Chapter 17. Animal Models

  1. Peter G. Miller2,
  2. John Strang3,4 and
  3. Peter M. Miller5
  1. Leigh V. Panlilio,
  2. Charles W. Schindler and
  3. Steven R. Goldberg

Published Online: 16 FEB 2010

DOI: 10.1002/9781444318852.ch17

Addiction Research Methods

Addiction Research Methods

How to Cite

Panlilio, L. V., Schindler, C. W. and Goldberg, S. R. (2010) Animal Models, in Addiction Research Methods (eds P. G. Miller, J. Strang and P. M. Miller), Wiley-Blackwell, Oxford, UK. doi: 10.1002/9781444318852.ch17

Editor Information

  1. 2

    School of Psychology, Deakin University, Victoria, Australia

  2. 3

    National Addiction Centre Institute of Psychiatry, Kings College London, UK

  3. 4

    South London and Maudsley NHS Foundation Trust, London, UK

  4. 5

    Center for Drug and Alcohol Programs, Medical University & South Carolina, Charleston, SC, USA

Author Information

  1. Preclinical Pharmacology Section, Behavioral Neuroscience Research Branch, Intramural Research Program, National Institute on Drug Abuse, NIH/DHHS, Baltimore, MD, USA

Publication History

  1. Published Online: 16 FEB 2010
  2. Published Print: 2 APR 2010

ISBN Information

Print ISBN: 9781405176637

Online ISBN: 9781444318852



  • animal models;
  • specific animal models - aspects of substance use and addiction;
  • addictive drugs, functioning as rewards - positive reinforcement;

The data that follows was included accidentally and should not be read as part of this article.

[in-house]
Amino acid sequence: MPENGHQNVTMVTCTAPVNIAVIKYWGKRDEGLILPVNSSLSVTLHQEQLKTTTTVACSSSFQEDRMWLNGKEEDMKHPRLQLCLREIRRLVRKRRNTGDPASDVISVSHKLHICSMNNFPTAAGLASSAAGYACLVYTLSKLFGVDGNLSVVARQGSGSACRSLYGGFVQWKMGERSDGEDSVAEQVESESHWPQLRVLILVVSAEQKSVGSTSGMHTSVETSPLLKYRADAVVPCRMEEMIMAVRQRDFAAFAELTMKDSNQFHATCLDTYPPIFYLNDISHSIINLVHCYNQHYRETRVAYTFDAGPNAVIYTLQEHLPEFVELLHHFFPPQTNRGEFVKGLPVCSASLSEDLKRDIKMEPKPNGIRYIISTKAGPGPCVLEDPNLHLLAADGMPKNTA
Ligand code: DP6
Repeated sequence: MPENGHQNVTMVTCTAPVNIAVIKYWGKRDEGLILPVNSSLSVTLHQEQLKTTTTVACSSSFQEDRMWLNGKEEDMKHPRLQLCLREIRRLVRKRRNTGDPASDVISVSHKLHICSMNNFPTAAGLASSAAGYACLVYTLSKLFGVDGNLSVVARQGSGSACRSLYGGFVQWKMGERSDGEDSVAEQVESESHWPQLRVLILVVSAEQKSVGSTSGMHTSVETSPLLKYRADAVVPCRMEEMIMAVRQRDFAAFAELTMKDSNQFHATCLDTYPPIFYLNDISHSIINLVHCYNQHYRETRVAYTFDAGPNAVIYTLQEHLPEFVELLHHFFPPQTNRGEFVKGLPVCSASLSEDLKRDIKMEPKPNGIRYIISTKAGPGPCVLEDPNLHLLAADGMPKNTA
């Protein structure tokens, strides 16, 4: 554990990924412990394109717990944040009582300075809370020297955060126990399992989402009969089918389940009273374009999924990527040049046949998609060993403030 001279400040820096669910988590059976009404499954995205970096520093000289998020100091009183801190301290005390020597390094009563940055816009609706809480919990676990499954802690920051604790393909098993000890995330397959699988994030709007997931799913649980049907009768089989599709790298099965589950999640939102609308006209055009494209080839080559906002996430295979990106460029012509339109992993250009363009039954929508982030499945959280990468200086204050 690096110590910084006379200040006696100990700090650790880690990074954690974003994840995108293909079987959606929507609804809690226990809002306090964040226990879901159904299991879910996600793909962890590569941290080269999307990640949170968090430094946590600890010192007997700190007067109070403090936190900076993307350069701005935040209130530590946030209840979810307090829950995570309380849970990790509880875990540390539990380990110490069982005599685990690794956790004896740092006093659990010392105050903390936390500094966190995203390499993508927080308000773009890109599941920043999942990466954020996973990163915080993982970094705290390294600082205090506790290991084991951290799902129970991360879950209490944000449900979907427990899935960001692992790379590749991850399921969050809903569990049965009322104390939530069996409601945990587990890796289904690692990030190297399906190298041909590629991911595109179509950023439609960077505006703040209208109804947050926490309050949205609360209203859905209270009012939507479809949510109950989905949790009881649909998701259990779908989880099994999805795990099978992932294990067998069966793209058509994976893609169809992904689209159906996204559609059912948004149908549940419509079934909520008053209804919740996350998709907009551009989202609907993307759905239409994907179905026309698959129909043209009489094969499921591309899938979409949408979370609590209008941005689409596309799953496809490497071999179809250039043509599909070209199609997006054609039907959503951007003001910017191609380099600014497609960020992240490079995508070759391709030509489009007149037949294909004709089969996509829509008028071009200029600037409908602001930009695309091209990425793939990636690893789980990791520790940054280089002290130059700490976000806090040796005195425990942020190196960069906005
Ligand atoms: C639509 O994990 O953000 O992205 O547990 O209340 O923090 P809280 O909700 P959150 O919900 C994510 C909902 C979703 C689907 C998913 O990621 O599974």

• basic principles of behavior - effects of environmental cues;
  • drug self-administration - simple schedules;
  • drug self-administration - dose–effect curves to assess effects of treatments;
  • drug self-administration - measuring reinforcing effects of drugs;
  • drug self-administration - modelling effects of environmental cues with second-order schedules;
  • relapse, important obstacles in treating addiction


This chapter contains sections titled:

  • Introduction

  • Basic principles of behaviour: Reinforcement

  • Basic principles of behaviour: Effects of environmental cues

  • Drug self-administration: Simple schedules

  • Drug self-administration: Using dose–effect curves to assess the effects of treatments

  • Drug self-administration: Measuring the reinforcing effects of drugs

  • Drug self-administration: Modelling the effects of environmental cues with second-order schedules

  • Drug self-administration: Reinstatement

  • Drug self-administration: Modelling the uncontrolled and compulsive nature of addiction

  • Intracranial drug self-administration and intracranial electrical self-stimulation

  • Drug self-administration: Advantages and disadvantages

  • Conditioned place preference

  • Drug discrimination

  • Locomotor activity

  • Adjunct procedures

  • Integration of behavioural and neuroscience techniques

  • References for figures

  • References and recommended readings